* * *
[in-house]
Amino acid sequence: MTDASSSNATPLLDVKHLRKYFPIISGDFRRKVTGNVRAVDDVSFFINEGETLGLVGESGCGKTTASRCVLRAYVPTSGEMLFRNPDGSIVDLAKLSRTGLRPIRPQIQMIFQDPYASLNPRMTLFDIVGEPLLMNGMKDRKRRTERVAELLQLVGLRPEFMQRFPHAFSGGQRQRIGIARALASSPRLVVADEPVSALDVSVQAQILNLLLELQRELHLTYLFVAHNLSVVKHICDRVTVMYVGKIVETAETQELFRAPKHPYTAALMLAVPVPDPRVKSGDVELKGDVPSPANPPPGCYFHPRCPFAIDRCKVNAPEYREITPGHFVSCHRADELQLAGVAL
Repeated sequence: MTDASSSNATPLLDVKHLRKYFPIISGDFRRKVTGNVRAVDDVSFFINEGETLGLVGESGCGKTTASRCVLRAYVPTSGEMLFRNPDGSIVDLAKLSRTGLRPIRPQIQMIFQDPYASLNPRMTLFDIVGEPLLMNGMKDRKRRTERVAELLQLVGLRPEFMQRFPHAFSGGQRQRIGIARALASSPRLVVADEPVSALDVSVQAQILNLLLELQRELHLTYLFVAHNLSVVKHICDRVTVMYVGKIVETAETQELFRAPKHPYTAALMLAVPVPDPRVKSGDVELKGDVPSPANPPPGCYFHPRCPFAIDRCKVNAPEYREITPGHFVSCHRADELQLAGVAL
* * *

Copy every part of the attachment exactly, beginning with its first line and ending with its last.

[in-house]
Amino acid sequence: MTDASSSNATPLLDVKHLRKYFPIISGDFRRKVTGNVRAVDDVSFFINEGETLGLVGESGCGKTTASRCVLRAYVPTSGEMLFRNPDGSIVDLAKLSRTGLRPIRPQIQMIFQDPYASLNPRMTLFDIVGEPLLMNGMKDRKRRTERVAELLQLVGLRPEFMQRFPHAFSGGQRQRIGIARALASSPRLVVADEPVSALDVSVQAQILNLLLELQRELHLTYLFVAHNLSVVKHICDRVTVMYVGKIVETAETQELFRAPKHPYTAALMLAVPVPDPRVKSGDVELKGDVPSPANPPPGCYFHPRCPFAIDRCKVNAPEYREITPGHFVSCHRADELQLAGVAL
Repeated sequence: MTDASSSNATPLLDVKHLRKYFPIISGDFRRKVTGNVRAVDDVSFFINEGETLGLVGESGCGKTTASRCVLRAYVPTSGEMLFRNPDGSIVDLAKLSRTGLRPIRPQIQMIFQDPYASLNPRMTLFDIVGEPLLMNGMKDRKRRTERVAELLQLVGLRPEFMQRFPHAFSGGQRQRIGIARALASSPRLVVADEPVSALDVSVQAQILNLLLELQRELHLTYLFVAHNLSVVKHICDRVTVMYVGKIVETAETQELFRAPKHPYTAALMLAVPVPDPRVKSGDVELKGDVPSPANPPPGCYFHPRCPFAIDRCKVNAPEYREITPGHFVSCHRADELQLAGVAL